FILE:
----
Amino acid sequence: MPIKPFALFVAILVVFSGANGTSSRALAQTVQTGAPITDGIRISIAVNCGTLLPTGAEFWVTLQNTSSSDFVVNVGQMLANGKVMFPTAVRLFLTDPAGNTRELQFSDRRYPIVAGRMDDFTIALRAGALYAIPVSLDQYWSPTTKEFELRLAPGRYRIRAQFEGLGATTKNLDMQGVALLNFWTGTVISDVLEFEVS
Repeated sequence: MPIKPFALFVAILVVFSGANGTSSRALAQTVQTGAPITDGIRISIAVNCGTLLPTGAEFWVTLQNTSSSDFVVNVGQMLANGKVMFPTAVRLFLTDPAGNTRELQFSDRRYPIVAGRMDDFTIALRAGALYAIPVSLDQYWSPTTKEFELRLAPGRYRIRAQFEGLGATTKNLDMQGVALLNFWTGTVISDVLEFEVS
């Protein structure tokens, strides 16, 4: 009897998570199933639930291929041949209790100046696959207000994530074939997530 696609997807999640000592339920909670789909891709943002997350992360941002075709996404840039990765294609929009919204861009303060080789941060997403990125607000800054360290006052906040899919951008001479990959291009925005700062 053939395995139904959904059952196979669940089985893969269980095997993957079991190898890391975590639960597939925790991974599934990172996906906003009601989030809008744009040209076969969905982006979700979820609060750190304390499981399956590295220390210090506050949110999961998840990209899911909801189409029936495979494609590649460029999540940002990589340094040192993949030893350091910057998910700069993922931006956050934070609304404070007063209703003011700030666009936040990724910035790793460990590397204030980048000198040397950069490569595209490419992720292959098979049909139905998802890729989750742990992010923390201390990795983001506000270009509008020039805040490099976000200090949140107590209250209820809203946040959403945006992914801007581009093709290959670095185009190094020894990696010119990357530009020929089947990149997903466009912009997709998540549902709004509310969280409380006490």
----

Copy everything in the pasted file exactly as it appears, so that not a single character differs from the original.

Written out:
Amino acid sequence: MPIKPFALFVAILVVFSGANGTSSRALAQTVQTGAPITDGIRISIAVNCGTLLPTGAEFWVTLQNTSSSDFVVNVGQMLANGKVMFPTAVRLFLTDPAGNTRELQFSDRRYPIVAGRMDDFTIALRAGALYAIPVSLDQYWSPTTKEFELRLAPGRYRIRAQFEGLGATTKNLDMQGVALLNFWTGTVISDVLEFEVS
Repeated sequence: MPIKPFALFVAILVVFSGANGTSSRALAQTVQTGAPITDGIRISIAVNCGTLLPTGAEFWVTLQNTSSSDFVVNVGQMLANGKVMFPTAVRLFLTDPAGNTRELQFSDRRYPIVAGRMDDFTIALRAGALYAIPVSLDQYWSPTTKEFELRLAPGRYRIRAQFEGLGATTKNLDMQGVALLNFWTGTVISDVLEFEVS
């Protein structure tokens, strides 16, 4: 009897998570199933639930291929041949209790100046696959207000994530074939997530 696609997807999640000592339920909670789909891709943002997350992360941002075709996404840039990765294609929009919204861009303060080789941060997403990125607000800054360290006052906040899919951008001479990959291009925005700062 053939395995139904959904059952196979669940089985893969269980095997993957079991190898890391975590639960597939925790991974599934990172996906906003009601989030809008744009040209076969969905982006979700979820609060750190304390499981399956590295220390210090506050949110999961998840990209899911909801189409029936495979494609590649460029999540940002990589340094040192993949030893350091910057998910700069993922931006956050934070609304404070007063209703003011700030666009936040990724910035790793460990590397204030980048000198040397950069490569595209490419992720292959098979049909139905998802890729989750742990992010923390201390990795983001506000270009509008020039805040490099976000200090949140107590209250209820809203946040959403945006992914801007581009093709290959670095185009190094020894990696010119990357530009020929089947990149997903466009912009997709998540549902709004509310969280409380006490």